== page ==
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14 July, 2015 00:00 00 AM / LAST MODIFIED: 13 July, 2015 11:49:36 PM

No headway in installation of smart grid system

Digital power monitoring
No headway in installation of smart grid system

The country is yet to adopt any digital power monitoring facility, with the help of which it can save up to 500 MW daily.
The country’s daily generation of electricity now stands at 7,900 MW to 8,020 MW, but in the absence of an advanced monitoring system, pilferage of
electricity from power lines without payments of premium, or at current rates, has become commonplace nowadays.
Experts have long said a digital micro grid system using smart meters could quantify the exact readings, going through the power lines. Thereby, illegal links can be located and curbed, but no step has been taken in this connection.
A digital micro-grid system would regulate the current zones better, reduce power outages and provide stability to the power sector, said Dr Sanwar A Sunny, a Bangladeshi expatriate who has worked as project manager for the renewable energy office of the Department of Energy of the US government.
Explaining the ‘smart’ digital grid, Dr Sanwar Sunny—who returned to Bangladesh and founded the Bangladesh Green Building Council (BGBC)—said digital micro-gridding would mean that the current power distribution zones would be further divided into residential and commercial zones.

It should be ensured that the whole zone does not lose power during an outage, but the micro zones do. He added that the zone itself should have mixed land usage and better urban planning.
He explained that the current physical power lines incur transmission losses as the grids are not micro ones. The circuit breakers at the grid coordinates are not enough to make the grids smaller and more manageable.
“That is why, if one of the sections have faulty operations, the entire 'large' area succumbs to a blackout,” he said, adding that a smart grid with small, relatively cheap, locally made radio transmitters—operating remotely in unlicensed radio bands using two-way real time communication—could change the scenario.
It could transmit coded instructions from the central board (electricity offices) to the circuit breakers in selected coordinates of the micro grid substations and could maintain multiple power flow lines with automated control and digital metering, he added.
“The individual grids could themselves be resource-efficient, with their own waste management and generation capabilities, and with the reduced need for transportation,” he opined.
Dr Sanwar Sunny said that feed-in tariffs (FIT) would also be possible, as the energy usage could be monitored remotely and private power generations and energy-efficient entities could be offered rebates and incentives.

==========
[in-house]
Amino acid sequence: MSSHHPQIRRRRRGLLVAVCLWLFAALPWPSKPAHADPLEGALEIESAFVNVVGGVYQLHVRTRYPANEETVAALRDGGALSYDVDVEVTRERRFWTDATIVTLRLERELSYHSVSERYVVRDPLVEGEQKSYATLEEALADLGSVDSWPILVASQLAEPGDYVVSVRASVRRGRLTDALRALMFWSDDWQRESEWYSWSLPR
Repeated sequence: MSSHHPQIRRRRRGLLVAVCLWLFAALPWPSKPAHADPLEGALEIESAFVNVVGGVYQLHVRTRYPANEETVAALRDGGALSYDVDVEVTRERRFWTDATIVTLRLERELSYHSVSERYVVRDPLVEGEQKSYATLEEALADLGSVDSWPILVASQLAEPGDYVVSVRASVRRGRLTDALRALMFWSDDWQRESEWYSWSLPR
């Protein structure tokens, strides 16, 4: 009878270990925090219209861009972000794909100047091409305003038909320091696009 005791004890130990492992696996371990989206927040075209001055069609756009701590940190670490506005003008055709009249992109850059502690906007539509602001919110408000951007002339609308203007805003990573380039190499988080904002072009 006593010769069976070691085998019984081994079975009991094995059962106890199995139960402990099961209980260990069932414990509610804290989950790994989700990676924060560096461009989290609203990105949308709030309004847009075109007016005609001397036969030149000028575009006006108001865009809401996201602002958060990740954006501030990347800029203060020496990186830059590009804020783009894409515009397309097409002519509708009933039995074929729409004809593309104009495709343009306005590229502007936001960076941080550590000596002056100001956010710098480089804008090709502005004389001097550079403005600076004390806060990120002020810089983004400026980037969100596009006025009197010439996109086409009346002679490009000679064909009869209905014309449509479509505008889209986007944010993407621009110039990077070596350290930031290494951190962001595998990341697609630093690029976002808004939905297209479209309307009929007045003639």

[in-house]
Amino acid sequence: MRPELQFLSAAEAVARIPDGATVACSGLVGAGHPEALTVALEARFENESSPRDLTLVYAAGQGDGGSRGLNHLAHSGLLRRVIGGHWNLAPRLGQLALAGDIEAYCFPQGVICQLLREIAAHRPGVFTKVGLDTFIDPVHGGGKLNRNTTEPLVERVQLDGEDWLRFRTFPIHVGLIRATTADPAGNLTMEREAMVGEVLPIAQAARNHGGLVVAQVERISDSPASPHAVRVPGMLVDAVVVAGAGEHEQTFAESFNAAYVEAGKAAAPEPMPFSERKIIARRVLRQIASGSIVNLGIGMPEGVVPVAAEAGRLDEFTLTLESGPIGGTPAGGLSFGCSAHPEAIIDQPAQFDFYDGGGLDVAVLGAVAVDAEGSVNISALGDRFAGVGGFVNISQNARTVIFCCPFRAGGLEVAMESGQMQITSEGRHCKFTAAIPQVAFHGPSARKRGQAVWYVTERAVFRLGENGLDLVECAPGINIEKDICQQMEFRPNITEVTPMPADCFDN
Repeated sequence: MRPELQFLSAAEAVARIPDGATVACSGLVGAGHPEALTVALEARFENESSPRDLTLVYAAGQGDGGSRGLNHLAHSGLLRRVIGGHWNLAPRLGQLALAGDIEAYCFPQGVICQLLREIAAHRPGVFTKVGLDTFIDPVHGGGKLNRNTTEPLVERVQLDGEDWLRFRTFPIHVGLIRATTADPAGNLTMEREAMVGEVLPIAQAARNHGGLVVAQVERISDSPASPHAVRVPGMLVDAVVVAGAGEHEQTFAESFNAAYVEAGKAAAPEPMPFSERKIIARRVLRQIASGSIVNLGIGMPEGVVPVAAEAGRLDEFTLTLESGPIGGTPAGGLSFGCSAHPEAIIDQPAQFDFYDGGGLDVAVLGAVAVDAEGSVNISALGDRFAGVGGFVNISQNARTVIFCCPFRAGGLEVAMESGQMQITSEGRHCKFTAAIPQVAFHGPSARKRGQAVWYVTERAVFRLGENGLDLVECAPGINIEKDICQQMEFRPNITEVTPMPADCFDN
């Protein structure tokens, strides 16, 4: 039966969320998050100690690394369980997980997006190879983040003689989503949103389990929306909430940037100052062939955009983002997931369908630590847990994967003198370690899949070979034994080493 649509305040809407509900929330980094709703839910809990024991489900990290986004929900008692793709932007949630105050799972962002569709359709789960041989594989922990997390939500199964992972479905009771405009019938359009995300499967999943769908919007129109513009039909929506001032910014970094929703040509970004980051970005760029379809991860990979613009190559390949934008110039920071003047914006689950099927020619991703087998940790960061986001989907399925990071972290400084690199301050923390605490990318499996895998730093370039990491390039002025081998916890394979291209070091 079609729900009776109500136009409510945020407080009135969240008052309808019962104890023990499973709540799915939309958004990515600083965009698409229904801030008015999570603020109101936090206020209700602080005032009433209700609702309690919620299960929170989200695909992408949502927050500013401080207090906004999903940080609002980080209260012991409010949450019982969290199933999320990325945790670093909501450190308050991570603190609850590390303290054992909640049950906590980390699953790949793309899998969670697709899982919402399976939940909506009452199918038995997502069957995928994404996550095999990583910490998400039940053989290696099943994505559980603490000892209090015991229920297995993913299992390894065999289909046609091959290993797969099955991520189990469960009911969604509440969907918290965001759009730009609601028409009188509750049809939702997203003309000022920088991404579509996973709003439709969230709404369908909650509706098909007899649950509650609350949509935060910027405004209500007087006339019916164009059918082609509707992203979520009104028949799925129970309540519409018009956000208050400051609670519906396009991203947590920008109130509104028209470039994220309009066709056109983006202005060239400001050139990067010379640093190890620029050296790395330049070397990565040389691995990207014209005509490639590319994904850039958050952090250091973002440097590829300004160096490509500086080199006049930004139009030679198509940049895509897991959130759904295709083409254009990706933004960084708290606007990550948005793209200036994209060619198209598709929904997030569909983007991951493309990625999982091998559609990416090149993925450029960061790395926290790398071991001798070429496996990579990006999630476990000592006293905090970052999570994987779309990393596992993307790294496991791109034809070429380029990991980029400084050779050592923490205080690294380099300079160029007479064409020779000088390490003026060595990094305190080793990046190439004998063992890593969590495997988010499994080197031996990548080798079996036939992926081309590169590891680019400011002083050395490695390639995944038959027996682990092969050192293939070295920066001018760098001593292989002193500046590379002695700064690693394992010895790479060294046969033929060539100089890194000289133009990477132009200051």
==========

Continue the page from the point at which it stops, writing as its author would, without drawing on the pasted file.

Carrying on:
“This would also expedite investments in this sector, create job opportunities for engineering graduates and technicians, and ease pressure on the government,” he added.
Dr Saiful Haque, president of the Bangladesh Solar Energy Society and a professor of the Renewable Energy Institute (REI) of Dhaka University (DU), said that digital micro grids could integrate renewable energy and private power generation, and can monitor how much power is produced and used.
There are many ‘off the shelf’ and customized ways of incorporating private power and generation from renewable energy sources into the grid, he said, adding that various private companies have been designing these, but that policy problems, not technological ones, were stalling their installation in the country.
Siddique Zobair, senior consultant of GIZ (the development assistance arm of the German government), which works as a consultant to the Power Division of the ministry of power on the renewable energy sector, told The Independent that incorporating a smart grid system with renewable energy would be a good step to reduce systemic losses.
“But the problem is that apart from pilferage from the power grid, more than 12 per cent of the daily generation (around 600 MW) is lost in the old transmission lines. If these lines are not changed, then a smart grid system alone cannot curb system losses,” he pointed out.
Regarding FIT for smart grid with renewable energy, Zobair said the concept should be made clear to the public before the government implements it. “FIT is the preferential rate paid for the electricity fed back into the national grid from a renewable energy generator,” he said, adding that more than 64 countries have adopted FIT in an effort to find a solution to the power crisis.
“Even neighbouring India has a feed-in tariff policy. Under this policy, a solar-system installer can sell electricity to the national grid at a slightly higher price. This encourages residents of urban areas to install solar systems and feed the extra electricity to the grid lines,” he said.
But to ensure better monitoring of the whole process, a ‘smart’ micro grid system should be installed.



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Editor : M. Shamsur Rahman

Published by the Editor on behalf of Independent Publications Limited at Media Printers, 446/H, Tejgaon I/A, Dhaka-1215.
Editorial, News & Commercial Offices : Beximco Media Complex, 149-150 Tejgaon I/A, Dhaka-1208, Bangladesh. GPO Box No. 934, Dhaka-1000.

Editor : M. Shamsur Rahman
Published by the Editor on behalf of Independent Publications Limited at Media Printers, 446/H, Tejgaon I/A, Dhaka-1215.
Editorial, News & Commercial Offices : Beximco Media Complex, 149-150 Tejgaon I/A, Dhaka-1208, Bangladesh. GPO Box No. 934, Dhaka-1000.

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